perception

A Quote by Franz Winkler MD on analytical intellect, consciousness, ecstasy, heart, intuition, intuitive perception, life, mysticism, nature, perception, reality, science, solitude, soul, spirit, and time

Not too long ago thousands spent their lives as recluses to find spiritual vision in the solitude of nature.  Modern man need not become a hermit to achieve this goal, for it is neither ecstasy nor world-estranged mysticism his era demands, but a balance between quantitative and qualitative reality.  Modern man, with his reduced capacity for intuitive perception, is unlikely to benefit from the contemplative life of a hermit in the wilderness.  But what he can do is to give undivided attention, at times, to a natural phenomenon, observing it in detail, and recalling all the scientific facts about it he may remember.  Gradually, however, he must silence his thoughts and, for moments at least, forget all his personal cares and desires, until nothing remains in his soul but awe for the miracle before him.  Such efforts are like journeys beyond the boundaries of narrow self-love and, although the process of intuitive awakening is laborious and slow, its rewards are noticeable from the very first.  If pursued through the course of years, something will begin to stir in the human soul, a sense of kinship with the forces of life consciousness which rule the world of plants and animals, and with the powers which determine the laws of matter.  While analytical intellect may well be called the most precious fruit of the Modern Age, it must not be allowed to rule supreme in matters of cognition.  If science is to bring happiness and real progress to the world, it needs the warmth of man's heart just as much as the cold inquisitiveness of his brain.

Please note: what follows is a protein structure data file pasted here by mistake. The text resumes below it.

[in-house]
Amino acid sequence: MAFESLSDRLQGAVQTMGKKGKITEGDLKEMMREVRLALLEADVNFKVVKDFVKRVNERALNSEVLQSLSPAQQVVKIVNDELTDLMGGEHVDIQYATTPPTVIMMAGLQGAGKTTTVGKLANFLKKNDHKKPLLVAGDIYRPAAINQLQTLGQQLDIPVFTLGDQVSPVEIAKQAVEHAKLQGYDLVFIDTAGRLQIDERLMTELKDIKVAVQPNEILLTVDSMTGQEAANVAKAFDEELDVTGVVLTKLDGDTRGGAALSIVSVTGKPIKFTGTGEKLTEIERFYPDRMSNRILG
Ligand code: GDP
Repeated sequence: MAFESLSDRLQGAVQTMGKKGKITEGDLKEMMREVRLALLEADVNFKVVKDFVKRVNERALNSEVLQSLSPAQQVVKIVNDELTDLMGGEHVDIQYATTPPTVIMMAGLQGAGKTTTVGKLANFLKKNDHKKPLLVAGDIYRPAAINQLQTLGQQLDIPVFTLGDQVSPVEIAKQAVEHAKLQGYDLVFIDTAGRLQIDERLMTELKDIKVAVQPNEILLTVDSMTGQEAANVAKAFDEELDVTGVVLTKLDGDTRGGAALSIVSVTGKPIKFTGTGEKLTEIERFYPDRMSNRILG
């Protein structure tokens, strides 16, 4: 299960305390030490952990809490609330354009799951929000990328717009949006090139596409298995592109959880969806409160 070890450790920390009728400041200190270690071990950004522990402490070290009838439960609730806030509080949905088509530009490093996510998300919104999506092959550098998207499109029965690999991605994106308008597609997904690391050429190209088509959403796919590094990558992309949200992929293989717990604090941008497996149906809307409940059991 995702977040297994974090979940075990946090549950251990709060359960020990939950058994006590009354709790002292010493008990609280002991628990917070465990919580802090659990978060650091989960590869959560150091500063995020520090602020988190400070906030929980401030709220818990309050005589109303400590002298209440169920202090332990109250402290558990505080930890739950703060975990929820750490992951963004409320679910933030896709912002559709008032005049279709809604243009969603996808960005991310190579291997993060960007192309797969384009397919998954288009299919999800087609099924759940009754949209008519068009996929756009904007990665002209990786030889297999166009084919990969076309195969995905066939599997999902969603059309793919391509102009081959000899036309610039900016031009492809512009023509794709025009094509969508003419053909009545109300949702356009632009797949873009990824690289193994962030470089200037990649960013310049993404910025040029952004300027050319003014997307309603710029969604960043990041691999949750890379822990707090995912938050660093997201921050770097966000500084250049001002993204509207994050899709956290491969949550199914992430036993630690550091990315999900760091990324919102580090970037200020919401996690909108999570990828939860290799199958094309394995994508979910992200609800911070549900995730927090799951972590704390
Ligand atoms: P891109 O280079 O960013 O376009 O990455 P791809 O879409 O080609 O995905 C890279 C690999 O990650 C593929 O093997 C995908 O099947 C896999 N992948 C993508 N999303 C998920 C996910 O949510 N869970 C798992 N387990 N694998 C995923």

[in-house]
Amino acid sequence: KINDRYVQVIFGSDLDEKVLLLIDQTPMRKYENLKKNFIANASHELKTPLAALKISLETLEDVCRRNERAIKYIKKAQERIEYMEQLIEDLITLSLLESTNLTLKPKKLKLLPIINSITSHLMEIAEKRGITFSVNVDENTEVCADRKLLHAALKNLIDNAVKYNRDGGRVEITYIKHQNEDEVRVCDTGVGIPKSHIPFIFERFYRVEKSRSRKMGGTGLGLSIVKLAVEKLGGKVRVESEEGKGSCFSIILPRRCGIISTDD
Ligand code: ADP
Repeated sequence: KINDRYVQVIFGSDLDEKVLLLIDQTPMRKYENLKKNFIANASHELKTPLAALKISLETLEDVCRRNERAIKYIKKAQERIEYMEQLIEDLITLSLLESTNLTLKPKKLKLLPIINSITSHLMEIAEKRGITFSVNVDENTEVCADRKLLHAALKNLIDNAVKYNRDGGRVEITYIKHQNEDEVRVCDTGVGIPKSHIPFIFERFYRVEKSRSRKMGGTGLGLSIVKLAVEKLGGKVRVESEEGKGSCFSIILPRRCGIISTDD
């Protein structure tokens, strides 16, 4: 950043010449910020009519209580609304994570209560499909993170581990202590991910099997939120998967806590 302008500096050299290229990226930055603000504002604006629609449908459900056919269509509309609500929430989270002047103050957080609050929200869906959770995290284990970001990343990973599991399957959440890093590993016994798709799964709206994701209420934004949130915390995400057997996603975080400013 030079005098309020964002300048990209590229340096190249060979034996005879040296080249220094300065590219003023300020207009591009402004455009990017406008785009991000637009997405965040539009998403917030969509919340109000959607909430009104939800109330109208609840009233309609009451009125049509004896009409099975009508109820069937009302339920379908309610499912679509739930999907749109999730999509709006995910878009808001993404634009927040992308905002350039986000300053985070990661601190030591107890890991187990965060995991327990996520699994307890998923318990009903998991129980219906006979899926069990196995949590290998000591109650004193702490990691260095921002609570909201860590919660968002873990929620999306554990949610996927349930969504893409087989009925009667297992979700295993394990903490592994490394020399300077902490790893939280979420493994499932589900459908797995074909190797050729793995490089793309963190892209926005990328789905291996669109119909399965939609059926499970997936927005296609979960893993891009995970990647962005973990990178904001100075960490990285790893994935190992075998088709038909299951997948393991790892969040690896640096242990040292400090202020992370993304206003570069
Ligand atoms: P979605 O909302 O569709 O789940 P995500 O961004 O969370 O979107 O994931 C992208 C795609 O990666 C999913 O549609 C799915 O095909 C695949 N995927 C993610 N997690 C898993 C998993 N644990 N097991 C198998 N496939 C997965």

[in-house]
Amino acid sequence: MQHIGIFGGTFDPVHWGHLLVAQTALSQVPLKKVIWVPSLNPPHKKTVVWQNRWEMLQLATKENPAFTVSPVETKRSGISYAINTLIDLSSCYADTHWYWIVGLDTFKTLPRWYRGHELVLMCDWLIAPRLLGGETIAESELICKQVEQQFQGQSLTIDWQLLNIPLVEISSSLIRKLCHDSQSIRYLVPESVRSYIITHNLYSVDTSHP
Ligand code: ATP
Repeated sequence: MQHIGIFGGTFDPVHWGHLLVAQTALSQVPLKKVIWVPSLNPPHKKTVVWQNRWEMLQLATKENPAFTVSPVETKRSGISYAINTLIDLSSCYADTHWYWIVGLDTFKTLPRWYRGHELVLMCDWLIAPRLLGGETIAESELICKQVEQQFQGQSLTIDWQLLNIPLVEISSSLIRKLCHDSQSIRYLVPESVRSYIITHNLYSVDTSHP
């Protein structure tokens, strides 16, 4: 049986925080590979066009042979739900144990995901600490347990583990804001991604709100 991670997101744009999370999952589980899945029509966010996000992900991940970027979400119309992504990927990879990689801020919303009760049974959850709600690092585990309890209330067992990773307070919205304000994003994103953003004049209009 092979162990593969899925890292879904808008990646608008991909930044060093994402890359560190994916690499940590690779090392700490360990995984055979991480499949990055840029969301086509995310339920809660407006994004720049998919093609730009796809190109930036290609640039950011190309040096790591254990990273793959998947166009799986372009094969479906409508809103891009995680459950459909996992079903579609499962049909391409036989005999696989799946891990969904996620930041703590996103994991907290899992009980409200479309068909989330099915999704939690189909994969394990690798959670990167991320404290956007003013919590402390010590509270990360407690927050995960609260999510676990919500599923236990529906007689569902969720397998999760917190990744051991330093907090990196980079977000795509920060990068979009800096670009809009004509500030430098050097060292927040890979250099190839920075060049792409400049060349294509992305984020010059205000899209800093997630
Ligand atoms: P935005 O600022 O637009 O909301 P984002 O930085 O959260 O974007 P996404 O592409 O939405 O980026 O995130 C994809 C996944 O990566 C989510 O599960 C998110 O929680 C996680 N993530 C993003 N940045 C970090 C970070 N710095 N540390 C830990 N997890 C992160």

Franz Winkler

Source: Man: The Bridge Between Two Worlds, Pages: 229-230

Contributed by: manofflowerz

A Quote by J. Robert Oppenheimer on children, perception, and physics